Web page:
Pablo Neruda is one of the best-loved poets of the 20th century. Throughout his life, he worked as a senator, diplomat, and won the Nobel Prize. He is often considered to be the single most important Latin American poet of the century.
About Pablo Neruda
- Pablo Neruda was born in Parral, Maule, Region, Chile in July of 1904.
- Neruda’s first poems were composed when he was ten years old.
- Neruda was quite well known by the time he was twenty but he was still living in poverty.
- He was nominated as a candidate for president in 1970.
- Neruda died in 1973 from heart failure.
- Pablo Neruda’s full birth name was Ricardo Eliécer Neftalí Reyes Basoalto.
- His first piece of writing was an essay published when he was thirteen. titled “Entusiasmo y perseverancia,” or “Enthusiasm and Perseverance”.
- Around 1920 he took on “Pablo Neruda” as his penname.
- During the years of the Spanish Civil War Neruda was assigned to diplomatic posts in Buenos Aires and Barcelona, Spain.
- Many believe that Neruda was murdered via poisoning.
- ‘I Don’t Love You’ is certainly one of Neruda’s most famous poems. It is also considered one of the best love poems ever written. The poem also goes by its sonnet number–17. The fourteen lines speak on the poet’s complex and yet perfectly simple, love for his wife. He tells the reader that he doesn’t love his wife like one loves beautiful objects. She is so much more than that.
- ‘Don’t Go Far Off’ is another one of Neruda’s best love poems. IN it, the speaker plea with his lover, asking her not to abandon him to live out the rest of his life alone on earth. He hopes that she won’t “go far off” as he has no idea how to live without her. His desperation grows as the poem progresses until, in the end, he tells her that he’ll wander the earth looking for her if she leaves him.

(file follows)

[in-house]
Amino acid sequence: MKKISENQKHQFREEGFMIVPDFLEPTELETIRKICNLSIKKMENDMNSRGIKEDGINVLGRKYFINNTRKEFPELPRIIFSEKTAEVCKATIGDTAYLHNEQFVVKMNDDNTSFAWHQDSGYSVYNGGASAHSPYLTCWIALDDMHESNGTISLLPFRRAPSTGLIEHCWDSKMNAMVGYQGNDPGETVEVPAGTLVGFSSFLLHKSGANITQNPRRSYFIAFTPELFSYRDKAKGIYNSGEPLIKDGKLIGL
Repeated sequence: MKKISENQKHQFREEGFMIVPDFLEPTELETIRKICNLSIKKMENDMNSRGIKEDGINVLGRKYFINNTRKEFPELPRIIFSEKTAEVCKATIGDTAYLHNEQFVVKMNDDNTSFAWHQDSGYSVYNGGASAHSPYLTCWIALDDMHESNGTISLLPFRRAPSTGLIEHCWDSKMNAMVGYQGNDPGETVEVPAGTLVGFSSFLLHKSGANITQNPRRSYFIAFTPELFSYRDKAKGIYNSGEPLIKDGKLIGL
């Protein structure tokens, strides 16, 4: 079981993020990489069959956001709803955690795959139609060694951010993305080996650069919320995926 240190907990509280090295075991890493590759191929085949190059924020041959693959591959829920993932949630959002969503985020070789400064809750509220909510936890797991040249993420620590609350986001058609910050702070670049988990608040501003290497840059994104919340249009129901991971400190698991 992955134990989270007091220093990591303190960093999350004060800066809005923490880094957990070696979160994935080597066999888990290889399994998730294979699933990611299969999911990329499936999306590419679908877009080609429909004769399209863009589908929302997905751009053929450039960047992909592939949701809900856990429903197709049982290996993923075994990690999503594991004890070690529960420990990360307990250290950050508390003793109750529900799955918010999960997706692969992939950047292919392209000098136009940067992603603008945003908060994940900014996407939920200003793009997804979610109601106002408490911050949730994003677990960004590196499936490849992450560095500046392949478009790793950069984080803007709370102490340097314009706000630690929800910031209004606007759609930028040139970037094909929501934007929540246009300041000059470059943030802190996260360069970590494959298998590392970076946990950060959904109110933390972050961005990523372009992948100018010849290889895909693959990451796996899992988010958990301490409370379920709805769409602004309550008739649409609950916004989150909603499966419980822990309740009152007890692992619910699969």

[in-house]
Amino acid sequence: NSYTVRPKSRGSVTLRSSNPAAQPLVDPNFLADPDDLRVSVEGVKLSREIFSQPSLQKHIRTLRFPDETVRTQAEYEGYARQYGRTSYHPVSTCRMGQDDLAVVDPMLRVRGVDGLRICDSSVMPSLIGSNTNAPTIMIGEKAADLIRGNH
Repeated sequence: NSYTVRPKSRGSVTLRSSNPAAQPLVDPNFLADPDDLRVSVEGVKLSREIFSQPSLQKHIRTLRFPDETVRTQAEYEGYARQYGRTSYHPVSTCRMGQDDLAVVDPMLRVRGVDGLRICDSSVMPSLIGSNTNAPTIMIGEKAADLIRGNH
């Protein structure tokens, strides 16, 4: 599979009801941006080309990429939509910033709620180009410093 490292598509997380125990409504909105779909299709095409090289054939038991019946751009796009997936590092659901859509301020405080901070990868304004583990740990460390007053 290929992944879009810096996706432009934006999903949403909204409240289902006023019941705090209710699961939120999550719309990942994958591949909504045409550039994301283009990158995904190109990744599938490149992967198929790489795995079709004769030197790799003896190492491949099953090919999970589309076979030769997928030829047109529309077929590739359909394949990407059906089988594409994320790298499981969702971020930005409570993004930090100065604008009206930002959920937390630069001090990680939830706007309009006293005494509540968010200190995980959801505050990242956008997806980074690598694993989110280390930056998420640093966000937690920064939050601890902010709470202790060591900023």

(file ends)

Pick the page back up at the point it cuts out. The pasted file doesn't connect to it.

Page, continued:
- ‘Sonnet XI’ is a deeply sensuous love poem that compares a speaker’s desire to the hunger of a prowling puma. This sexual poem describes all the things that the speaker is missing about his lover. His desire is at the forefront of his mind as he uses symbols, metaphors, and similes to describe her.
- ‘Every Day You Play’ describes the all-consuming love a speaker has for his lover. He also spends time discussing the ways that his life has been improved by their relationship. The love he’s surrounded by has made it seem as though his lover is far beyond anything anyone else could ever aspire to be. any “shadow” has disappeared from their love and now he’s determined to spend the rest of his life with her.
- ‘The Poet’s Obligation’ is an interesting poem in which the speaker describes the obligations he feels ease the internal suffering of others. He addresses someone who is stuck in a “house or office” and then spends time considering what his role is, as a poet or writer, in bringing joy or at least peace to others.
Pablo Neruda was born in Parral, Maule, Region, Chile in July of 1904. His full birth name was Ricardo Eliécer Neftalí Reyes Basoalto but he would later take on “Pablo Neruda” as his pen name. Neruda’s parents were José del Carmen Reyes Morales who worked on the railway and Rosa Basoalto, who was a schoolteacher. His mother, Rosa, died when Neruda was only two months old.
It was soon after this that Morales moved his son to Temuco where he married a woman with whom he had had another child nine years earlier. This boy was named Rodolfo and he was raised alongside Neruda and Laura, another half-sibling from another woman.
First Poems and Essays
It is known that Neruda’s first poems were composed in 1914 when he was only ten years old. It was without his father’s consent or understanding that Neruda pursued a career in writing. The young writer would not be without support though. He found encouragement from the head of the local school, Gabriela Mistral, who would later win a Nobel Prize.